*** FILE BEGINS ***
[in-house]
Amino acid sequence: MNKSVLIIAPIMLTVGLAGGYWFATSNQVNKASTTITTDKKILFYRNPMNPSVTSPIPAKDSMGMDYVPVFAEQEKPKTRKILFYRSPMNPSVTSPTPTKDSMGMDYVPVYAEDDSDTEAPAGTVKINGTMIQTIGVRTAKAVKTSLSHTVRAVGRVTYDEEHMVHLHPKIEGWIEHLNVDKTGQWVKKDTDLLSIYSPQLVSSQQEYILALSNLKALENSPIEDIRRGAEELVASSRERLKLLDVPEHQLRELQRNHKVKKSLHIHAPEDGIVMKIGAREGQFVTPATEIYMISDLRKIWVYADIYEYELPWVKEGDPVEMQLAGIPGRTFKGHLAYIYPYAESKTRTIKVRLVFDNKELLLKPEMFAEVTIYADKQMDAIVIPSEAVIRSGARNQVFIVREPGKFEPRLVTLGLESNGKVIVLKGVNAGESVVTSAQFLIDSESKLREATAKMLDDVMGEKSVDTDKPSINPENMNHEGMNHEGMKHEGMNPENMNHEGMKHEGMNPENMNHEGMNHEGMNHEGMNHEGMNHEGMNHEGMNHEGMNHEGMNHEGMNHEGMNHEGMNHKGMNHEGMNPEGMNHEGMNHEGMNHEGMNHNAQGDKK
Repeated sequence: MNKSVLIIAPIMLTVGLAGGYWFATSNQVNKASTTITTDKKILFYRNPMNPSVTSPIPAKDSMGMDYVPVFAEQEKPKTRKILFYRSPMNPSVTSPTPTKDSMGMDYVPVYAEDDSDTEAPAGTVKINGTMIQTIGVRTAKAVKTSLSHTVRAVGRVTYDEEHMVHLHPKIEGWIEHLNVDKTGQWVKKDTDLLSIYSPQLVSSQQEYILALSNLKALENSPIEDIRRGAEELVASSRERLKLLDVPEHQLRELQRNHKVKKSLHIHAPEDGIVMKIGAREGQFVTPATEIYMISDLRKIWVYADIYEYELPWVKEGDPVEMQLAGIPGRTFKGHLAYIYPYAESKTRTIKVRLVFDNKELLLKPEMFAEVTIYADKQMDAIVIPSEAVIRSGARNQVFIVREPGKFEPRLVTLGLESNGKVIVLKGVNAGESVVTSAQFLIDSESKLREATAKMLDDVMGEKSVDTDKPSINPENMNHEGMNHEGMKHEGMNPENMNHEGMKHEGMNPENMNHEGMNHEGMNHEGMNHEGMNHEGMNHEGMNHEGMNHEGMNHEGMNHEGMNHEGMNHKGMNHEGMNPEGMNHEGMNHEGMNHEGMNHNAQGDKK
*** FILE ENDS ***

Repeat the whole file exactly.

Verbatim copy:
[in-house]
Amino acid sequence: MNKSVLIIAPIMLTVGLAGGYWFATSNQVNKASTTITTDKKILFYRNPMNPSVTSPIPAKDSMGMDYVPVFAEQEKPKTRKILFYRSPMNPSVTSPTPTKDSMGMDYVPVYAEDDSDTEAPAGTVKINGTMIQTIGVRTAKAVKTSLSHTVRAVGRVTYDEEHMVHLHPKIEGWIEHLNVDKTGQWVKKDTDLLSIYSPQLVSSQQEYILALSNLKALENSPIEDIRRGAEELVASSRERLKLLDVPEHQLRELQRNHKVKKSLHIHAPEDGIVMKIGAREGQFVTPATEIYMISDLRKIWVYADIYEYELPWVKEGDPVEMQLAGIPGRTFKGHLAYIYPYAESKTRTIKVRLVFDNKELLLKPEMFAEVTIYADKQMDAIVIPSEAVIRSGARNQVFIVREPGKFEPRLVTLGLESNGKVIVLKGVNAGESVVTSAQFLIDSESKLREATAKMLDDVMGEKSVDTDKPSINPENMNHEGMNHEGMKHEGMNPENMNHEGMKHEGMNPENMNHEGMNHEGMNHEGMNHEGMNHEGMNHEGMNHEGMNHEGMNHEGMNHEGMNHEGMNHKGMNHEGMNPEGMNHEGMNHEGMNHEGMNHNAQGDKK
Repeated sequence: MNKSVLIIAPIMLTVGLAGGYWFATSNQVNKASTTITTDKKILFYRNPMNPSVTSPIPAKDSMGMDYVPVFAEQEKPKTRKILFYRSPMNPSVTSPTPTKDSMGMDYVPVYAEDDSDTEAPAGTVKINGTMIQTIGVRTAKAVKTSLSHTVRAVGRVTYDEEHMVHLHPKIEGWIEHLNVDKTGQWVKKDTDLLSIYSPQLVSSQQEYILALSNLKALENSPIEDIRRGAEELVASSRERLKLLDVPEHQLRELQRNHKVKKSLHIHAPEDGIVMKIGAREGQFVTPATEIYMISDLRKIWVYADIYEYELPWVKEGDPVEMQLAGIPGRTFKGHLAYIYPYAESKTRTIKVRLVFDNKELLLKPEMFAEVTIYADKQMDAIVIPSEAVIRSGARNQVFIVREPGKFEPRLVTLGLESNGKVIVLKGVNAGESVVTSAQFLIDSESKLREATAKMLDDVMGEKSVDTDKPSINPENMNHEGMNHEGMKHEGMNPENMNHEGMKHEGMNPENMNHEGMNHEGMNHEGMNHEGMNHEGMNHEGMNHEGMNHEGMNHEGMNHEGMNHEGMNHKGMNHEGMNPEGMNHEGMNHEGMNHEGMNHNAQGDKK